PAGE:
Friday, June 28, 2013 to Saturday, August 10, 2013

    ASINABKA Film & Media Arts Festival & Gallery 101 present in partnership with the National Gallery of Canada's exhibition: Sakahàn: International Indigenous Art IN-DIGITAL An exhibition of New Artwork by Jason Baerg and Christian Chapman June 28-August 10 2013 Potluck Discussion: Friday June 28 6pm-8pm Opening Party: Friday July 26th 7:30-9:00pm
    Christian Chapman and Jason Baerg's artwork is beautiful, powerful, & multi-faceted. They draw upon Indigenous traditions, storytelling, colourful pop-art aesthetics, and utilize innovative digital mediums and techniques. IN-DIGITAL is an acknowledgement of the characteristics of their artwork, but also speaks to a larger narrative, in which Indigenous artists are resisting colonial tropes, and asserting their own perspectives, identities, and cultures.
    IN-DIGITAL community gatherings Friday June 28th 6-9pm Potluck Discussion and BBQ Wednesday July 3 6-8pm Print Making Wednesday July 10 6-8pm Niigaan Coalition Workshop Friday July 26 6-8pm Opening & Gallery Crawl (late night & Fall Down Gallery) Wednesday July 31 6-8pm Niigaan Coalition Workshop Wednesday August 14 6-8pm Niigaan Coalition Workshop
    Jason Baerg itâhkômitowin ᐃᑖᐦᑰᒥᑐᐃᐧᐣ Relations is a growing project by Jason Baerg that responds to the relationships we have with the Sun, the Moon, the Earth and ourselves. Using abstraction, repetition, pattern and flux in response to the history of portrait painting, this first iteration of the series focuses on our human connections. Through digital video projections and prints, Baerg has been expanding a library of portraits with the aim to have 360 unique sitters from the First Nations community. This exhibition will center on portraits from Brandon and Manitoba participants who have sent images to Baerg to use in the project, and a series of prints based on these abstractions. Christian Chapman Heartbeats is a sound sculpture created by Fort William First Nation artist Christian Chapman. Heartbeats explores issues of body and spirit from an intimate perspective. The beating pow wow drum acts as a metaphor for the human heart while incorporating ideas of mortality, lineage and health along with tradition, spirituality and ceremony. The Past, Present and Future of the Anishinabe People is a triptych that addresses aboriginal connectedness to the Crown in Canada. The Crown is facetiously represented as Anishinabe nobility using traditional Woodlands Style of painting. Ideas of motherhood, belonging and responsibility are considered as they relate to First Nations affairs.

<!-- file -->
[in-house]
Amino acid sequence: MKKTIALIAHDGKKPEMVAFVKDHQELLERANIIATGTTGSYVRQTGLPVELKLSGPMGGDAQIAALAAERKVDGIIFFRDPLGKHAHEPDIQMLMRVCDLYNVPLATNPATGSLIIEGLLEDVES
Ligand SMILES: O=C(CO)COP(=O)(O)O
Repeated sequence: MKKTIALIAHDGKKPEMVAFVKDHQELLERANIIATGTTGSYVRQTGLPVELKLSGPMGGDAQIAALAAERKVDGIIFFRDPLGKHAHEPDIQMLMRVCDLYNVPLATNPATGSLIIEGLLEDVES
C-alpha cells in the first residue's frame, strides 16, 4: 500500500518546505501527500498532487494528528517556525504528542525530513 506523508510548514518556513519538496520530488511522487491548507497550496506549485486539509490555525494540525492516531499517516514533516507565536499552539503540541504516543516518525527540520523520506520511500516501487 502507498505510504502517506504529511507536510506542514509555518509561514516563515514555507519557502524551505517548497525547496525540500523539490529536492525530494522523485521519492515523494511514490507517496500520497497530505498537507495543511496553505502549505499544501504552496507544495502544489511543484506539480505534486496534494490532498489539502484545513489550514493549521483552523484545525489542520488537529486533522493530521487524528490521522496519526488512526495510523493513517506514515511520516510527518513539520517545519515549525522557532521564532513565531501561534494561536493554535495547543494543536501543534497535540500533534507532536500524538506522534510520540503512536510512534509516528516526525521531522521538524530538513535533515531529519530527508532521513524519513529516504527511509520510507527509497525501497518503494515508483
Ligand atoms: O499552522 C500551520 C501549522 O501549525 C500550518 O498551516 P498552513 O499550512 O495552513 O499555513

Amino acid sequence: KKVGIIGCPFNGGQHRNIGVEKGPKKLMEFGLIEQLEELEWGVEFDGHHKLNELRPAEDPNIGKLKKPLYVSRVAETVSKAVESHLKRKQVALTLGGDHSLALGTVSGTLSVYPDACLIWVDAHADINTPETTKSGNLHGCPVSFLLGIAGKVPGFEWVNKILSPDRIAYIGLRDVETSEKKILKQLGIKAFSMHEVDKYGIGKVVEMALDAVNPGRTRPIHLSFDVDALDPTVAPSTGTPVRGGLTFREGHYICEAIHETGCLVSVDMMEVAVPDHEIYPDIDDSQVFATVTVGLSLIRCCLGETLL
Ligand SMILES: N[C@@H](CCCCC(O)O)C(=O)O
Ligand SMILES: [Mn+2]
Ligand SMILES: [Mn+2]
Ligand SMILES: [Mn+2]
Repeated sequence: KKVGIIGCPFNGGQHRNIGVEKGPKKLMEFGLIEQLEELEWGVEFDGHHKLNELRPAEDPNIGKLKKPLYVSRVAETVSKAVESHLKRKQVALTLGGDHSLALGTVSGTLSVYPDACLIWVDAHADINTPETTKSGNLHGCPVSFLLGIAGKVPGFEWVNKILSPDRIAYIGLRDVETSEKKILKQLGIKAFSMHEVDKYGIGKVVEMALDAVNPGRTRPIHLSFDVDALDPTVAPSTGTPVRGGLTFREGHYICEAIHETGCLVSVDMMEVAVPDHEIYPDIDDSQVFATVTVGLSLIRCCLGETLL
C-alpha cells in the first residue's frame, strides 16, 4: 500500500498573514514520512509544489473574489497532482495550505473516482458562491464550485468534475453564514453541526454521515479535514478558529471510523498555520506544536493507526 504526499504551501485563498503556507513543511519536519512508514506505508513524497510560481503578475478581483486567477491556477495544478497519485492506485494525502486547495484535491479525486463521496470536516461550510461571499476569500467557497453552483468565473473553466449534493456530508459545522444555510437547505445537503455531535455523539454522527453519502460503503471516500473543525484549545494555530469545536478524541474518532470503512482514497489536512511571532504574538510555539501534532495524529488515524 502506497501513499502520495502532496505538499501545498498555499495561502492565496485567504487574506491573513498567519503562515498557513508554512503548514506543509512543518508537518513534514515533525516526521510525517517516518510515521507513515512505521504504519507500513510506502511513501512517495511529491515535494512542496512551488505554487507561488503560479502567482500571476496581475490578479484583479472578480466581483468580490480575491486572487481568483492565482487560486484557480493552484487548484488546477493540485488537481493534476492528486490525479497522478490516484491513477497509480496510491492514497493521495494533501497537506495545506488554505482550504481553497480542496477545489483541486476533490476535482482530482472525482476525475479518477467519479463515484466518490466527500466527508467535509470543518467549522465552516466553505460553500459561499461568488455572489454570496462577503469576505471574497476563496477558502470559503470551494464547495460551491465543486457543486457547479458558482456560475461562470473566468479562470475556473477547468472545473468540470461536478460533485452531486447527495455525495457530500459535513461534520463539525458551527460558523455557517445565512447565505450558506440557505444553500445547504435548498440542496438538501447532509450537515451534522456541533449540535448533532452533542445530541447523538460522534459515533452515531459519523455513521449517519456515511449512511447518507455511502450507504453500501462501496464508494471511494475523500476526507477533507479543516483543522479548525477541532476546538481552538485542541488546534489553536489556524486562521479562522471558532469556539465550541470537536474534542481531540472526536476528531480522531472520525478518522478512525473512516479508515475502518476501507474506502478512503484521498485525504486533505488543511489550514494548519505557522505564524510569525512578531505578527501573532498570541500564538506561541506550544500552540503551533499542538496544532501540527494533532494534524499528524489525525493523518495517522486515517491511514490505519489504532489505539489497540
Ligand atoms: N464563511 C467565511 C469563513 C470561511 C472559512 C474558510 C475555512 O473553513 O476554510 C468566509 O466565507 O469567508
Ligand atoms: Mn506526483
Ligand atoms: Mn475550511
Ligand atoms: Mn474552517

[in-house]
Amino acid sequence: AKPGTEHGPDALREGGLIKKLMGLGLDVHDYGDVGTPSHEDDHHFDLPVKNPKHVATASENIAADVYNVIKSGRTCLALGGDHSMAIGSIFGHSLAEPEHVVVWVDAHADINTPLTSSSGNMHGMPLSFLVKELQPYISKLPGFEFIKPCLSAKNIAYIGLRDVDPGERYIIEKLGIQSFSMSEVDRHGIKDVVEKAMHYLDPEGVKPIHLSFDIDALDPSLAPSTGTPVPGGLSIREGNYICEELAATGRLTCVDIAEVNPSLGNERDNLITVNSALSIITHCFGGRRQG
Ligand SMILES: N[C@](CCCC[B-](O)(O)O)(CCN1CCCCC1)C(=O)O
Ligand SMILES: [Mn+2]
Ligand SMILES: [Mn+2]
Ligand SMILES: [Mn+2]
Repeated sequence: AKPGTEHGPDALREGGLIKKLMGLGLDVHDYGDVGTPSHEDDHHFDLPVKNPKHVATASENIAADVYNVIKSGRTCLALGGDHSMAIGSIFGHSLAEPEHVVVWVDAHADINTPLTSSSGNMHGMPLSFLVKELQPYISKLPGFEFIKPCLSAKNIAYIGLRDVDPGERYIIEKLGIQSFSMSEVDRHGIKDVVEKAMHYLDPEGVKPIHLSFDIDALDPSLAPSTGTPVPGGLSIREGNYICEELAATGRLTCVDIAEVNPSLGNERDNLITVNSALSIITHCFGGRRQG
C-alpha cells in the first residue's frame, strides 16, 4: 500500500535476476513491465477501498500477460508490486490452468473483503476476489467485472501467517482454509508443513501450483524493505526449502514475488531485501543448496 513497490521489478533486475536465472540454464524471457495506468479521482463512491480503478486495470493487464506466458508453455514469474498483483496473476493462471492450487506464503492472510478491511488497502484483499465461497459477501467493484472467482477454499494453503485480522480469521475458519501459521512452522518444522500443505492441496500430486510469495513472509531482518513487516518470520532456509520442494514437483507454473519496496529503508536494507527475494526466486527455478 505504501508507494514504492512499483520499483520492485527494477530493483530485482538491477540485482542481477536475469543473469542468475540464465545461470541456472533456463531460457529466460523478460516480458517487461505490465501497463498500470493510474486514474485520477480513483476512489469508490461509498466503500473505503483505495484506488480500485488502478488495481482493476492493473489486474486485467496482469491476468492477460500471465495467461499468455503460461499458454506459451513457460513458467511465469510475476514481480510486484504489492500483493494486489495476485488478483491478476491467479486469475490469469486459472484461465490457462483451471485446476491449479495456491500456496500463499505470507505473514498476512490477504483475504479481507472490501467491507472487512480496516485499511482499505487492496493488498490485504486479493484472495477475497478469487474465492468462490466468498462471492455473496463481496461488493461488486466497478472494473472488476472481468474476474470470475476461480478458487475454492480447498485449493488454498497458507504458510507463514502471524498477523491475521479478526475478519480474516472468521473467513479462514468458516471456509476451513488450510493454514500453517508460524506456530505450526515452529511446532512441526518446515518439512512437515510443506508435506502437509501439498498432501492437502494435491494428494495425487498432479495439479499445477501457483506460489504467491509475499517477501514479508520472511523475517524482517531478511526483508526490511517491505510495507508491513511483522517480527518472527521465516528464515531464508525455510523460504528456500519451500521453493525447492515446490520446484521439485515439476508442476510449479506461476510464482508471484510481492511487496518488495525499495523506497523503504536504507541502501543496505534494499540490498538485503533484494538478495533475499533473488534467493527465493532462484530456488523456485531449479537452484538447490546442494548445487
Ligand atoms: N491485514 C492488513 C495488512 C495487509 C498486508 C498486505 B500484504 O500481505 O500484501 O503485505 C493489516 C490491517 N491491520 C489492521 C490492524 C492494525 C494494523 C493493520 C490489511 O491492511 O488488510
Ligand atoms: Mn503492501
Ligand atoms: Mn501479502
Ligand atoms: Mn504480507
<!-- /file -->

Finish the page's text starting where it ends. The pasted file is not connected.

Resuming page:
Gallery 101 thanks our members, volunteers and supporters, The City of Ottawa, Ontario Arts Council and Canada Council for the Arts.